US basketball star pleads guilty in Russian drugs case
US women’s basketball star Brittney Griner has pleaded guilty in her Russian drugs case, according to reports from the Khimki City Court just outside Moscow.
Griner, 31, entered the plea as her trial resumed on Thursday.
“I’d like to plead guilty, your honor. But there was no intent. I didn’t want to break the law,” Reuters quoted Griner as saying in English, in comments then translated into Russian.
Griner, a two-time Olympic champion, was detained at Moscow’s Sheremetyevo Airport on February 17 after a search of her luggage found banned hashish vape cartridges.
Speaking on Thursday, Griner explained the presence of the cartridges by saying: “I was in a rush packing. And the cartridges accidentally ended up in my bag.”
Her detention has attracted widespread attention all the way up to the White House, with US officials claiming Griner has been “wrongfully detained.”
The Kremlin has refuted those accusations, saying it is not involved in the case and that Griner must face Russian law just like anyone else.
A handcuffed Griner was seen entering the courtroom on Thursday wearing glasses and an all-red outfit.
After she entered her guilty plea, the trial was adjourned until July 14, according to Reuters.
If convicted on drug-smuggling charges, she could face between five and 10 years in prison. Before the trial began, a judge had ordered Griner’s detention to be extended until December as the case plays out.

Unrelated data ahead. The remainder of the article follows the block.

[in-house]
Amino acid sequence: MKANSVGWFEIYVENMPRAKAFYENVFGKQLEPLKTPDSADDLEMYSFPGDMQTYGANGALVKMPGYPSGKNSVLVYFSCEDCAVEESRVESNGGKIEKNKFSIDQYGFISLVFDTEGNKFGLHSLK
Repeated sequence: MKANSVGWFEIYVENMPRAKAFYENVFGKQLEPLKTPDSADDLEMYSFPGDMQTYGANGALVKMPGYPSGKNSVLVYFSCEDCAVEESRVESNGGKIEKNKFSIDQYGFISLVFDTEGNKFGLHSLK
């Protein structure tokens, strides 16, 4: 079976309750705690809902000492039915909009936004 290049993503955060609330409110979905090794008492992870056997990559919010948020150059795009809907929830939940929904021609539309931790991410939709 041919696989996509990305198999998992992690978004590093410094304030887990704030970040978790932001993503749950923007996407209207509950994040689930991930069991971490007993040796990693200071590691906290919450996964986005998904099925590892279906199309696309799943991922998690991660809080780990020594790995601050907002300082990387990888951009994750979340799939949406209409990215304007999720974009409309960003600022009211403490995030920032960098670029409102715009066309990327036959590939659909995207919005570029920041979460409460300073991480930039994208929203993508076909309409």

Griner was traveling to Russia to play for UMMC Ekaterinburg in the Russian league, something she has done for the past several years during the WNBA offseason in her homeland.
The 6ft 9in star – widely considered among the greatest female basketball players of all time – usually plays for American women’s team the Phoenix Mercury and is an eight-time WNBA All-Star.
Griner’s wife, Cherelle, has been critical of the Biden administration and its apparently insufficient efforts at trying to secure the player’s release.
It was revealed earlier this week that Brittney Griner had sent a handwritten letter to Biden asking for help, which White House officials later said the president had replied to. US Embassy officials at Griner’s hearing on Thursday confirmed they had passed on the letter to her.
There have been unconfirmed reports that Griner could be part of a prisoner swap with Russian businessman Viktor Bout, who is serving 25 years in a US prison on allegations of arms smuggling.
However, Russian Deputy Foreign Minister Sergey Ryabkov dismissed that talk on Thursday, saying that Griner’s case had not even run its course yet.
“It is clear that we have not completed the necessary judicial procedures. Until this happens, there are no nominal, formal, [or] procedural grounds for any further steps, not to mention anything else,” Ryabkov said.
The official criticized the US attitude to Griner’s case and its statements that she was “wrongfully detained.”
Ryabkov said that was further evidence of US officials’ inability“to perceive the world around them adequately” and that it makes it “difficult to engage in a substantive discussion of various kinds of exchanges.”
Speaking to the US media last month, Kremlin spokesman Dmitry Peskov said Griner must not be treated as an exception simply because she is a foreigner.